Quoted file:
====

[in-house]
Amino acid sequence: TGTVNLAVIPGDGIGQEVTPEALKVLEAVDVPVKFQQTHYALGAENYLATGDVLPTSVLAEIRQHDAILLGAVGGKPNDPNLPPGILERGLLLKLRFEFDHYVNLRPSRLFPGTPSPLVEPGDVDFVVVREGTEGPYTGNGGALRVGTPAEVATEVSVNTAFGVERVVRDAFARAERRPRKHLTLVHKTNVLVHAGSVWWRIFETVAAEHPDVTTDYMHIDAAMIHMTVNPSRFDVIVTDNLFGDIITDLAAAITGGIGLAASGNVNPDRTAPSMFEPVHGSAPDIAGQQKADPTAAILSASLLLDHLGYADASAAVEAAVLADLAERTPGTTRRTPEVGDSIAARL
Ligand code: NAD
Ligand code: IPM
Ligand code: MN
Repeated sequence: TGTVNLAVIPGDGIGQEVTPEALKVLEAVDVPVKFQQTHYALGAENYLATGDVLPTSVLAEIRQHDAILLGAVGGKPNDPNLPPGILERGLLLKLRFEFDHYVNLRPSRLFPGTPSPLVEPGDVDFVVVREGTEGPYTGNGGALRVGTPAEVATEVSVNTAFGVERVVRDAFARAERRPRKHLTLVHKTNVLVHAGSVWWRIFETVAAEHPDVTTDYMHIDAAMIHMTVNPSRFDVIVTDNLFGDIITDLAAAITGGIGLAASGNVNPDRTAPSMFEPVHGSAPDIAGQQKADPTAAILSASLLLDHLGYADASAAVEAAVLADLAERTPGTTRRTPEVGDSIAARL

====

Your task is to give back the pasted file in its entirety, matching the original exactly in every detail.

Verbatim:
[in-house]
Amino acid sequence: TGTVNLAVIPGDGIGQEVTPEALKVLEAVDVPVKFQQTHYALGAENYLATGDVLPTSVLAEIRQHDAILLGAVGGKPNDPNLPPGILERGLLLKLRFEFDHYVNLRPSRLFPGTPSPLVEPGDVDFVVVREGTEGPYTGNGGALRVGTPAEVATEVSVNTAFGVERVVRDAFARAERRPRKHLTLVHKTNVLVHAGSVWWRIFETVAAEHPDVTTDYMHIDAAMIHMTVNPSRFDVIVTDNLFGDIITDLAAAITGGIGLAASGNVNPDRTAPSMFEPVHGSAPDIAGQQKADPTAAILSASLLLDHLGYADASAAVEAAVLADLAERTPGTTRRTPEVGDSIAARL
Ligand code: NAD
Ligand code: IPM
Ligand code: MN
Repeated sequence: TGTVNLAVIPGDGIGQEVTPEALKVLEAVDVPVKFQQTHYALGAENYLATGDVLPTSVLAEIRQHDAILLGAVGGKPNDPNLPPGILERGLLLKLRFEFDHYVNLRPSRLFPGTPSPLVEPGDVDFVVVREGTEGPYTGNGGALRVGTPAEVATEVSVNTAFGVERVVRDAFARAERRPRKHLTLVHKTNVLVHAGSVWWRIFETVAAEHPDVTTDYMHIDAAMIHMTVNPSRFDVIVTDNLFGDIITDLAAAITGGIGLAASGNVNPDRTAPSMFEPVHGSAPDIAGQQKADPTAAILSASLLLDHLGYADASAAVEAAVLADLAERTPGTTRRTPEVGDSIAARL